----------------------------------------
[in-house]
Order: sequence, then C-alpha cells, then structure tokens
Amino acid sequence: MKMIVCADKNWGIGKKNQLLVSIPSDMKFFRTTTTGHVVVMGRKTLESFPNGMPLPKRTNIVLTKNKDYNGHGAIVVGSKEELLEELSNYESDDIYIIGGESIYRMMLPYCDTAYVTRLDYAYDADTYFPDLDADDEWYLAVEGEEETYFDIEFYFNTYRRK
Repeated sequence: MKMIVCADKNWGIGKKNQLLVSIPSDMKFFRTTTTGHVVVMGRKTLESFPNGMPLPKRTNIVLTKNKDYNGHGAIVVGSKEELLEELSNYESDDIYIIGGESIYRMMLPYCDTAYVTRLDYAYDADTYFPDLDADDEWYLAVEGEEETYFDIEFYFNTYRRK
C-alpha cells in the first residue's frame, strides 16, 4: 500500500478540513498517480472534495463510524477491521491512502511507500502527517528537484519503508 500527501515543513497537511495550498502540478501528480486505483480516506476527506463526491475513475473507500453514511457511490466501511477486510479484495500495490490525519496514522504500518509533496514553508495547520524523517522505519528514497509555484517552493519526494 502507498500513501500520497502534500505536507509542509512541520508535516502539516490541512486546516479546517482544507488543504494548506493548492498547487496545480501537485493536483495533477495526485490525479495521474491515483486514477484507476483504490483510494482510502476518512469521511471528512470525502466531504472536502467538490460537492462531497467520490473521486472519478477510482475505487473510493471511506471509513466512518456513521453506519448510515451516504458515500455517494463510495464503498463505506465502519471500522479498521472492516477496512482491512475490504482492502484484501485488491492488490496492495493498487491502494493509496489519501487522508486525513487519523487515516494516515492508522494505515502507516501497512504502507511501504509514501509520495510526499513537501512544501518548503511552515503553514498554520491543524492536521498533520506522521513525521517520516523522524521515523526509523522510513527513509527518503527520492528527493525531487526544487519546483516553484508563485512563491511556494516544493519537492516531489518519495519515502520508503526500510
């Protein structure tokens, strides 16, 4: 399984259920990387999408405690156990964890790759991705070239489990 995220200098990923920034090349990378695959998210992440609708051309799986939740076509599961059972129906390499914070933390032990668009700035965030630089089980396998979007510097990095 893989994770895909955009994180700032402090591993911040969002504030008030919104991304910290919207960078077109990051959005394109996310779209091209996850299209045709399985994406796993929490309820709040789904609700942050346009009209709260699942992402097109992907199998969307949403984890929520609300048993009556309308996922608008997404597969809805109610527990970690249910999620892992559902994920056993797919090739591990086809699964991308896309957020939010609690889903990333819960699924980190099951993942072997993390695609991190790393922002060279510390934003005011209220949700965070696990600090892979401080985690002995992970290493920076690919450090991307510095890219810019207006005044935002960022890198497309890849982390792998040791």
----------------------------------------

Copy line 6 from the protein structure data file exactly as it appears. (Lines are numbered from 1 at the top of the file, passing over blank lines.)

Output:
């Protein structure tokens, strides 16, 4: 399984259920990387999408405690156990964890790759991705070239489990 995220200098990923920034090349990378695959998210992440609708051309799986939740076509599961059972129906390499914070933390032990668009700035965030630089089980396998979007510097990095 893989994770895909955009994180700032402090591993911040969002504030008030919104991304910290919207960078077109990051959005394109996310779209091209996850299209045709399985994406796993929490309820709040789904609700942050346009009209709260699942992402097109992907199998969307949403984890929520609300048993009556309308996922608008997404597969809805109610527990970690249910999620892992559902994920056993797919090739591990086809699964991308896309957020939010609690889903990333819960699924980190099951993942072997993390695609991190790393922002060279510390934003005011209220949700965070696990600090892979401080985690002995992970290493920076690919450090991307510095890219810019207006005044935002960022890198497309890849982390792998040791």